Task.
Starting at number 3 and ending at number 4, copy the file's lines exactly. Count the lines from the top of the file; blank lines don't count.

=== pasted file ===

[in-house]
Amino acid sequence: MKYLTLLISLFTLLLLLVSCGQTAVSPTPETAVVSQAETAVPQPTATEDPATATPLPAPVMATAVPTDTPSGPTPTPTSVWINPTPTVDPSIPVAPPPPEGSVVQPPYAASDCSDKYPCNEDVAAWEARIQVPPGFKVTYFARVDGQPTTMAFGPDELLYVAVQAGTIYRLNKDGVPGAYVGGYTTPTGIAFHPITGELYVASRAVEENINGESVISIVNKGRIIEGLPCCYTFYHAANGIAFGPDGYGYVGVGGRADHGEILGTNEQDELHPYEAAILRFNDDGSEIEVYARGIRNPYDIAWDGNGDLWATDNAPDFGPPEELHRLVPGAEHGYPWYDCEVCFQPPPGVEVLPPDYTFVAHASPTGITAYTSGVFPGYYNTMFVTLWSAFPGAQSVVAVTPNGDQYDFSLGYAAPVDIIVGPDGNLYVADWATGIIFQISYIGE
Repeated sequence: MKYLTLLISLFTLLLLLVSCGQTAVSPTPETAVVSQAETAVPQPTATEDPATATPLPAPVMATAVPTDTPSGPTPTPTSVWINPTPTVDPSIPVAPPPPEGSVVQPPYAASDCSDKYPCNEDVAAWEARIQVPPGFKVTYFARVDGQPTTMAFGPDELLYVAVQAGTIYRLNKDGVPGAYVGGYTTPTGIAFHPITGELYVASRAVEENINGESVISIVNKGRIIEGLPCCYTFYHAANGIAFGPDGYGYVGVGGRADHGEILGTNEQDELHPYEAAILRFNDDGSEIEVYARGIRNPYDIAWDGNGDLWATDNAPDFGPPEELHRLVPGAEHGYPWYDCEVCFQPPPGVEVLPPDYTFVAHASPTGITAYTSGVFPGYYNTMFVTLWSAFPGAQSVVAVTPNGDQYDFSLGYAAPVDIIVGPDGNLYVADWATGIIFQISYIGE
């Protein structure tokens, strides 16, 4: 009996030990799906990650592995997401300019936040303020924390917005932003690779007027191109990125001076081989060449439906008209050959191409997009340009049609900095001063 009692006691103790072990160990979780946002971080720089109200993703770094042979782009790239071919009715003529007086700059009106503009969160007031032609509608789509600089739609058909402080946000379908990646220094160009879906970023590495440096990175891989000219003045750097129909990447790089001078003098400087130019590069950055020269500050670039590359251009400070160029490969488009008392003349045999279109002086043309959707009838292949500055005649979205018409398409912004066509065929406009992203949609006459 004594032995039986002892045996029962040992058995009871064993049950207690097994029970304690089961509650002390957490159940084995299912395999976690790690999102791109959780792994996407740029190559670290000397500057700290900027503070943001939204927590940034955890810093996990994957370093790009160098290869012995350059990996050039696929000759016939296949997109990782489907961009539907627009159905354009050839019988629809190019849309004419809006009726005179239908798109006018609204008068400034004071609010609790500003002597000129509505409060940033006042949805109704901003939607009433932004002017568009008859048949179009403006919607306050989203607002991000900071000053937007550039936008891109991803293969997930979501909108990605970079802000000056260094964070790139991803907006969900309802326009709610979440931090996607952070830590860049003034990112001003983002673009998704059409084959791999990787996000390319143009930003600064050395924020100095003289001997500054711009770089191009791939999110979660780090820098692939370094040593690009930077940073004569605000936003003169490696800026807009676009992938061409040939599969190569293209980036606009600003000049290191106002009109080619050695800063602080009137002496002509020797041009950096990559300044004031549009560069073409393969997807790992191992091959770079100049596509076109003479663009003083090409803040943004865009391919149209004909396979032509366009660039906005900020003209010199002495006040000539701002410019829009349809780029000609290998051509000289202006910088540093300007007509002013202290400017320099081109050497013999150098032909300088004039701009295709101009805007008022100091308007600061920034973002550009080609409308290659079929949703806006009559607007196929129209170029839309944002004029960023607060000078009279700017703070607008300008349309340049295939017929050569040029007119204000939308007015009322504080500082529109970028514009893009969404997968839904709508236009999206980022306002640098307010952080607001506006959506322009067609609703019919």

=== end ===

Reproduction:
Repeated sequence: MKYLTLLISLFTLLLLLVSCGQTAVSPTPETAVVSQAETAVPQPTATEDPATATPLPAPVMATAVPTDTPSGPTPTPTSVWINPTPTVDPSIPVAPPPPEGSVVQPPYAASDCSDKYPCNEDVAAWEARIQVPPGFKVTYFARVDGQPTTMAFGPDELLYVAVQAGTIYRLNKDGVPGAYVGGYTTPTGIAFHPITGELYVASRAVEENINGESVISIVNKGRIIEGLPCCYTFYHAANGIAFGPDGYGYVGVGGRADHGEILGTNEQDELHPYEAAILRFNDDGSEIEVYARGIRNPYDIAWDGNGDLWATDNAPDFGPPEELHRLVPGAEHGYPWYDCEVCFQPPPGVEVLPPDYTFVAHASPTGITAYTSGVFPGYYNTMFVTLWSAFPGAQSVVAVTPNGDQYDFSLGYAAPVDIIVGPDGNLYVADWATGIIFQISYIGE
């Protein structure tokens, strides 16, 4: 009996030990799906990650592995997401300019936040303020924390917005932003690779007027191109990125001076081989060449439906008209050959191409997009340009049609900095001063 009692006691103790072990160990979780946002971080720089109200993703770094042979782009790239071919009715003529007086700059009106503009969160007031032609509608789509600089739609058909402080946000379908990646220094160009879906970023590495440096990175891989000219003045750097129909990447790089001078003098400087130019590069950055020269500050670039590359251009400070160029490969488009008392003349045999279109002086043309959707009838292949500055005649979205018409398409912004066509065929406009992203949609006459 004594032995039986002892045996029962040992058995009871064993049950207690097994029970304690089961509650002390957490159940084995299912395999976690790690999102791109959780792994996407740029190559670290000397500057700290900027503070943001939204927590940034955890810093996990994957370093790009160098290869012995350059990996050039696929000759016939296949997109990782489907961009539907627009159905354009050839019988629809190019849309004419809006009726005179239908798109006018609204008068400034004071609010609790500003002597000129509505409060940033006042949805109704901003939607009433932004002017568009008859048949179009403006919607306050989203607002991000900071000053937007550039936008891109991803293969997930979501909108990605970079802000000056260094964070790139991803907006969900309802326009709610979440931090996607952070830590860049003034990112001003983002673009998704059409084959791999990787996000390319143009930003600064050395924020100095003289001997500054711009770089191009791939999110979660780090820098692939370094040593690009930077940073004569605000936003003169490696800026807009676009992938061409040939599969190569293209980036606009600003000049290191106002009109080619050695800063602080009137002496002509020797041009950096990559300044004031549009560069073409393969997807790992191992091959770079100049596509076109003479663009003083090409803040943004865009391919149209004909396979032509366009660039906005900020003209010199002495006040000539701002410019829009349809780029000609290998051509000289202006910088540093300007007509002013202290400017320099081109050497013999150098032909300088004039701009295709101009805007008022100091308007600061920034973002550009080609409308290659079929949703806006009559607007196929129209170029839309944002004029960023607060000078009279700017703070607008300008349309340049295939017929050569040029007119204000939308007015009322504080500082529109970028514009893009969404997968839904709508236009999206980022306002640098307010952080607001506006959506322009067609609703019919």